We know how to prevent burnout but we have little desire to change

Probono Australia is reporting that employee burnout is on the rise. Burnout is increasingly being used as an alternative term for mental ill-health or stress at work. The report on which the writer based their article is not surprising, but the recommendations are. The subheading for the article is:

““Structural and cultural shifts, not wellness initiatives, are needed to address the chronic workplace stress of burnout.”

But the article also pulls together other workplace mental health factors:

“The rise of digitisation has brought with it a need to  ‘always be on’ and, with that, employee work-life balance has become harder to maintain. It was this type of ‘24/7 access to employees’ thinking, the study found, that led to burnout.”

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Why is the world “enthusiastic” for regulations?

Unsurprising from a global business magazine, The Economist’s special report on January 15 2002 (paywalled*) bemoaned the new “enthusiasm for regulation”. It clearly includes occupational health and safety (OHS) laws and Australia in its consideration but stops short of asking why this new enthusiasm exists.

Many regulations, especially in OHS, are proposed and introduced to address a wrong or misbehaviour or a new hazard. A major catalyst for Lord Robens‘ OHS laws in the 1970s stemmed from industrial deaths, especially those of the public. The pattern of deaths as a catalyst for change continues today with the Industrial Manslaughter laws, for instance. Another catalyst is new cultural sensitivities; what was tolerated previously is no longer acceptable.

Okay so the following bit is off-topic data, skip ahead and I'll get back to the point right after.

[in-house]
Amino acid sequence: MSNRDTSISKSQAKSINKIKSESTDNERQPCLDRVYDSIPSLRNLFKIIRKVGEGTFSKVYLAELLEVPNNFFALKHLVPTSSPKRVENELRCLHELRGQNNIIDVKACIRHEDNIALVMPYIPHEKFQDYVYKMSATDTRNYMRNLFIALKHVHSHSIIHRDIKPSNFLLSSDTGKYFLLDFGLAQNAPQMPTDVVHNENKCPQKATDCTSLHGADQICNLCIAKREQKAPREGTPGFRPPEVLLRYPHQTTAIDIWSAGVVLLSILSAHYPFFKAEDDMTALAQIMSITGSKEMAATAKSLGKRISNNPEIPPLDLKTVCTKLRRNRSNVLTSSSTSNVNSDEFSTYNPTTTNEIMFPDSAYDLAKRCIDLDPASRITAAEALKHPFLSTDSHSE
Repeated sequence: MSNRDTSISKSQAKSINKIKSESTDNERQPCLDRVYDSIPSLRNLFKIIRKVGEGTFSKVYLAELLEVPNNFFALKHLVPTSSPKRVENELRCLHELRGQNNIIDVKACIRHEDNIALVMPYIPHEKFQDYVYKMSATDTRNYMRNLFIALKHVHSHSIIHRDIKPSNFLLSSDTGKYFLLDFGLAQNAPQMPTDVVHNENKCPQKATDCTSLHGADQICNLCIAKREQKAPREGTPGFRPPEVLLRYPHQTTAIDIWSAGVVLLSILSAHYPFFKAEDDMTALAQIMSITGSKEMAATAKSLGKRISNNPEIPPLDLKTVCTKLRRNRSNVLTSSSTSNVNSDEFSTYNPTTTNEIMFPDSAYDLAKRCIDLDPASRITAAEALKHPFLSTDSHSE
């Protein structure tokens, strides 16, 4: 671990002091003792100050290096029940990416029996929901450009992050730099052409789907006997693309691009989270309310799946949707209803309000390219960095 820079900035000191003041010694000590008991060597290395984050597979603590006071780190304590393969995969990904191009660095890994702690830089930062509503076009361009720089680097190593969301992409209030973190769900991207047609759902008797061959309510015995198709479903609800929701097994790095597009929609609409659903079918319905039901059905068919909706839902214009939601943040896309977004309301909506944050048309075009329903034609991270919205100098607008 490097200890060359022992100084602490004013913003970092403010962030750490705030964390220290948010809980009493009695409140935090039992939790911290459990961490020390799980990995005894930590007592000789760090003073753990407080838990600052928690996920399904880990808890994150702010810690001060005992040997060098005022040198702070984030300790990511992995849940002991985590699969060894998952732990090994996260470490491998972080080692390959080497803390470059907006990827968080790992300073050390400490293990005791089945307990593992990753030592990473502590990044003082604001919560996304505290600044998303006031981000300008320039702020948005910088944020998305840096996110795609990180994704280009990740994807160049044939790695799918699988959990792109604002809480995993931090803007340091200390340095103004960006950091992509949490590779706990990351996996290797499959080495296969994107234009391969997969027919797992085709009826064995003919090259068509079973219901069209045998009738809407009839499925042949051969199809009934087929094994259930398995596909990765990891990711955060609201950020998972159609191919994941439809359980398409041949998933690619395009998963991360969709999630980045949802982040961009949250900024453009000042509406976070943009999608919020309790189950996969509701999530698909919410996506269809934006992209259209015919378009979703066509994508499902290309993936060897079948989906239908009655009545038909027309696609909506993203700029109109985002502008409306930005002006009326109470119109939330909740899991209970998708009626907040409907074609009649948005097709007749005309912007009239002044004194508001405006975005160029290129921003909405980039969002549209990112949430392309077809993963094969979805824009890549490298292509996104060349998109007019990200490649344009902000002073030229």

The workplace bullying changes late last century in Australia is a good example, but this also ties in with unacceptable levels of harm. Bullying was often part of the initiation to work and seemed acceptable until workers were severely injured and traumatised, and people found out about it.

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Ethical Socialism and OHS

Every political leader on the progressive side, or Left, of politics, must address their relationship to Socialism. Recently The Guardian discussed this concerning the UK Labour leader Keir Starmer but the topic has relevance to Australia as several elections are scheduled for 2022. It is also important in understanding the ideological base of these prospective leaders as it is from this that progress on occupational health and safety (OHS) will emerge.